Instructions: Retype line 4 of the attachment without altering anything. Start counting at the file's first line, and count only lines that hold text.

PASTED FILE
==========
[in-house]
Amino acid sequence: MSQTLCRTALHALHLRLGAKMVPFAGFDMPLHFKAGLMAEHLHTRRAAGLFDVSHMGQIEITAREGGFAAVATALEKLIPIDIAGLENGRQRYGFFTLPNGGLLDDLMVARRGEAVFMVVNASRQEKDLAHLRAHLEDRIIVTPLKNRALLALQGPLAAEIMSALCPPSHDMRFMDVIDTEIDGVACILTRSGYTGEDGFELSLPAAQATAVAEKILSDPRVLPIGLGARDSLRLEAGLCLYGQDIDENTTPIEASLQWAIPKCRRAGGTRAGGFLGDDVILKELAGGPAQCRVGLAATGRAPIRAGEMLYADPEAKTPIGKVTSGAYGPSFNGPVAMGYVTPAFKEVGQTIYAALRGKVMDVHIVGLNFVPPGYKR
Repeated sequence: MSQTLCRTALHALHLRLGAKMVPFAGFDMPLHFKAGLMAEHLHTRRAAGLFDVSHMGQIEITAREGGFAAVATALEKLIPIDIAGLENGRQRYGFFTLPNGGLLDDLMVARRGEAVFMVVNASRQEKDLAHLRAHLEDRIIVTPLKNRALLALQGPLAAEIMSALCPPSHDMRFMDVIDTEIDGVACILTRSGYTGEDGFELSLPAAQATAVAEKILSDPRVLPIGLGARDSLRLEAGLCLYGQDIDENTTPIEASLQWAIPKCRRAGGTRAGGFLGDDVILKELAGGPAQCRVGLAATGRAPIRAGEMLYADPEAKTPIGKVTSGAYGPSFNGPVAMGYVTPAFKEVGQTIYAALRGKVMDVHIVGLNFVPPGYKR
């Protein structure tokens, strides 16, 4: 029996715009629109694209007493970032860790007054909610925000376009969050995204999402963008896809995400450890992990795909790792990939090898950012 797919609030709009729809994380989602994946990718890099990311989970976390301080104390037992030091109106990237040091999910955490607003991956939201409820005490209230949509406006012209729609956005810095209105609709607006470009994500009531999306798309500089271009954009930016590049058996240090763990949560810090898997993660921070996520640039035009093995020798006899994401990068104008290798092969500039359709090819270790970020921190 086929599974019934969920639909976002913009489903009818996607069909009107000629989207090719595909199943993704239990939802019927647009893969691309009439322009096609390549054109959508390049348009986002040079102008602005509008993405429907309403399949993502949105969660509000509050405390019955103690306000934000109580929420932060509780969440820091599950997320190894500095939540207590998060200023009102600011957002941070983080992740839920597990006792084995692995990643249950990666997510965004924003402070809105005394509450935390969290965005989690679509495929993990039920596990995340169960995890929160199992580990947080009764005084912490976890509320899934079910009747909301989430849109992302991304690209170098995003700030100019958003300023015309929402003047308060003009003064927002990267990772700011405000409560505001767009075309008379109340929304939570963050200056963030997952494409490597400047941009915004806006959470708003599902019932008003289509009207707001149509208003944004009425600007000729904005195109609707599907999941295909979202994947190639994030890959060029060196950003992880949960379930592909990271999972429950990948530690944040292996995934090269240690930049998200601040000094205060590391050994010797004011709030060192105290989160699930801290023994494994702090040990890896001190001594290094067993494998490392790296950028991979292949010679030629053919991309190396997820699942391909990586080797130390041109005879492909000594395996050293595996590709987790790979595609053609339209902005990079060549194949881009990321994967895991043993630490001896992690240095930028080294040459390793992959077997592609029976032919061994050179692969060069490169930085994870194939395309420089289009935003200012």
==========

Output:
């Protein structure tokens, strides 16, 4: 029996715009629109694209007493970032860790007054909610925000376009969050995204999402963008896809995400450890992990795909790792990939090898950012 797919609030709009729809994380989602994946990718890099990311989970976390301080104390037992030091109106990237040091999910955490607003991956939201409820005490209230949509406006012209729609956005810095209105609709607006470009994500009531999306798309500089271009954009930016590049058996240090763990949560810090898997993660921070996520640039035009093995020798006899994401990068104008290798092969500039359709090819270790970020921190 086929599974019934969920639909976002913009489903009818996607069909009107000629989207090719595909199943993704239990939802019927647009893969691309009439322009096609390549054109959508390049348009986002040079102008602005509008993405429907309403399949993502949105969660509000509050405390019955103690306000934000109580929420932060509780969440820091599950997320190894500095939540207590998060200023009102600011957002941070983080992740839920597990006792084995692995990643249950990666997510965004924003402070809105005394509450935390969290965005989690679509495929993990039920596990995340169960995890929160199992580990947080009764005084912490976890509320899934079910009747909301989430849109992302991304690209170098995003700030100019958003300023015309929402003047308060003009003064927002990267990772700011405000409560505001767009075309008379109340929304939570963050200056963030997952494409490597400047941009915004806006959470708003599902019932008003289509009207707001149509208003944004009425600007000729904005195109609707599907999941295909979202994947190639994030890959060029060196950003992880949960379930592909990271999972429950990948530690944040292996995934090269240690930049998200601040000094205060590391050994010797004011709030060192105290989160699930801290023994494994702090040990890896001190001594290094067993494998490392790296950028991979292949010679030629053919991309190396997820699942391909990586080797130390041109005879492909000594395996050293595996590709987790790979595609053609339209902005990079060549194949881009990321994967895991043993630490001896992690240095930028080294040459390793992959077997592609029976032919061994050179692969060069490169930085994870194939395309420089289009935003200012």